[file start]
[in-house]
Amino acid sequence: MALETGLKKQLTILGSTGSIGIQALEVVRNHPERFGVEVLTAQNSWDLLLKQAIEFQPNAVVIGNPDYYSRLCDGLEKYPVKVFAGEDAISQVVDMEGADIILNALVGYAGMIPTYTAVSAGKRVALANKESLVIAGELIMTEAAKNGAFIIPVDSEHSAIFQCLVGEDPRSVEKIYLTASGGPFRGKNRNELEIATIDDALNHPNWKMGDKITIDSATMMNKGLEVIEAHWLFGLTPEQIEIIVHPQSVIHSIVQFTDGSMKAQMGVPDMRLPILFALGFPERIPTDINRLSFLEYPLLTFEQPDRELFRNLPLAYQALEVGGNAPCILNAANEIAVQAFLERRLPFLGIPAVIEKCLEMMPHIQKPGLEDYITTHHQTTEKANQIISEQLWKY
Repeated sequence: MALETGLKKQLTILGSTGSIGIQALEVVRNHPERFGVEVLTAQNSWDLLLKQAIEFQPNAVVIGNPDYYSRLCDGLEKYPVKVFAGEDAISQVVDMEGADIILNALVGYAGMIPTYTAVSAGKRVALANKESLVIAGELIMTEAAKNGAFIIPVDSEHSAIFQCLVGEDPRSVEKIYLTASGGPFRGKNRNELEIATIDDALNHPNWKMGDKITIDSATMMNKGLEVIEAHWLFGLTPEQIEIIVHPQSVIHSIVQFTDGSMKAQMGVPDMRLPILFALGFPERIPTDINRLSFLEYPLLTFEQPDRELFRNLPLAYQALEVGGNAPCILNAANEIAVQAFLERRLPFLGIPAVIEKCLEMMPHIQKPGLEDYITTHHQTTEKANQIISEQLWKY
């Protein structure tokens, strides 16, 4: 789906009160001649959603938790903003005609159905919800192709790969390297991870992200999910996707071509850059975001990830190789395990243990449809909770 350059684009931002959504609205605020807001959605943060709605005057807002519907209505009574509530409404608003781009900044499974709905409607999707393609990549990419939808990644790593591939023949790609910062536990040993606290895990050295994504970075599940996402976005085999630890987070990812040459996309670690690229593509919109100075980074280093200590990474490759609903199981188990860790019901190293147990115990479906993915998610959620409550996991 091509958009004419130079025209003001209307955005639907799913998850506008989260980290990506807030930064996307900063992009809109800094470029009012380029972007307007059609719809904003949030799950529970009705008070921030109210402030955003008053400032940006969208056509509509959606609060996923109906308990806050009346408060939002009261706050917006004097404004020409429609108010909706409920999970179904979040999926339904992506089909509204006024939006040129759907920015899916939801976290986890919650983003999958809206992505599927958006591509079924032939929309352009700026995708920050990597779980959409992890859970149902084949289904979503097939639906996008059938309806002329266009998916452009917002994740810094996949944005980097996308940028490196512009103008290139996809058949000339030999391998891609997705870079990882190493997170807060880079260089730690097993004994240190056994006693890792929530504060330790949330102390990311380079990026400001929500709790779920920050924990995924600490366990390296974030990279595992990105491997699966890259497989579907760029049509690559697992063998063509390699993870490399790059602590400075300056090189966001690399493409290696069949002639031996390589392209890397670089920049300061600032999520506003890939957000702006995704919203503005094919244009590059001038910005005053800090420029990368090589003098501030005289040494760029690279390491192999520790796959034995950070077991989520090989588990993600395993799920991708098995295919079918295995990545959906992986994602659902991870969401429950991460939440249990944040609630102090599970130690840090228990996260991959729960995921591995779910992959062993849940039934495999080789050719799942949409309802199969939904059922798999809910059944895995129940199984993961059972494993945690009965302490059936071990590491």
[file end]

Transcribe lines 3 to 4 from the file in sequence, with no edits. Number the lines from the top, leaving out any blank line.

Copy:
Repeated sequence: MALETGLKKQLTILGSTGSIGIQALEVVRNHPERFGVEVLTAQNSWDLLLKQAIEFQPNAVVIGNPDYYSRLCDGLEKYPVKVFAGEDAISQVVDMEGADIILNALVGYAGMIPTYTAVSAGKRVALANKESLVIAGELIMTEAAKNGAFIIPVDSEHSAIFQCLVGEDPRSVEKIYLTASGGPFRGKNRNELEIATIDDALNHPNWKMGDKITIDSATMMNKGLEVIEAHWLFGLTPEQIEIIVHPQSVIHSIVQFTDGSMKAQMGVPDMRLPILFALGFPERIPTDINRLSFLEYPLLTFEQPDRELFRNLPLAYQALEVGGNAPCILNAANEIAVQAFLERRLPFLGIPAVIEKCLEMMPHIQKPGLEDYITTHHQTTEKANQIISEQLWKY
């Protein structure tokens, strides 16, 4: 789906009160001649959603938790903003005609159905919800192709790969390297991870992200999910996707071509850059975001990830190789395990243990449809909770 350059684009931002959504609205605020807001959605943060709605005057807002519907209505009574509530409404608003781009900044499974709905409607999707393609990549990419939808990644790593591939023949790609910062536990040993606290895990050295994504970075599940996402976005085999630890987070990812040459996309670690690229593509919109100075980074280093200590990474490759609903199981188990860790019901190293147990115990479906993915998610959620409550996991 091509958009004419130079025209003001209307955005639907799913998850506008989260980290990506807030930064996307900063992009809109800094470029009012380029972007307007059609719809904003949030799950529970009705008070921030109210402030955003008053400032940006969208056509509509959606609060996923109906308990806050009346408060939002009261706050917006004097404004020409429609108010909706409920999970179904979040999926339904992506089909509204006024939006040129759907920015899916939801976290986890919650983003999958809206992505599927958006591509079924032939929309352009700026995708920050990597779980959409992890859970149902084949289904979503097939639906996008059938309806002329266009998916452009917002994740810094996949944005980097996308940028490196512009103008290139996809058949000339030999391998891609997705870079990882190493997170807060880079260089730690097993004994240190056994006693890792929530504060330790949330102390990311380079990026400001929500709790779920920050924990995924600490366990390296974030990279595992990105491997699966890259497989579907760029049509690559697992063998063509390699993870490399790059602590400075300056090189966001690399493409290696069949002639031996390589392209890397670089920049300061600032999520506003890939957000702006995704919203503005094919244009590059001038910005005053800090420029990368090589003098501030005289040494760029690279390491192999520790796959034995950070077991989520090989588990993600395993799920991708098995295919079918295995990545959906992986994602659902991870969401429950991460939440249990944040609630102090599970130690840090228990996260991959729960995921591995779910992959062993849940039934495999080789050719799942949409309802199969939904059922798999809910059944895995129940199984993961059972494993945690009965302490059936071990590491």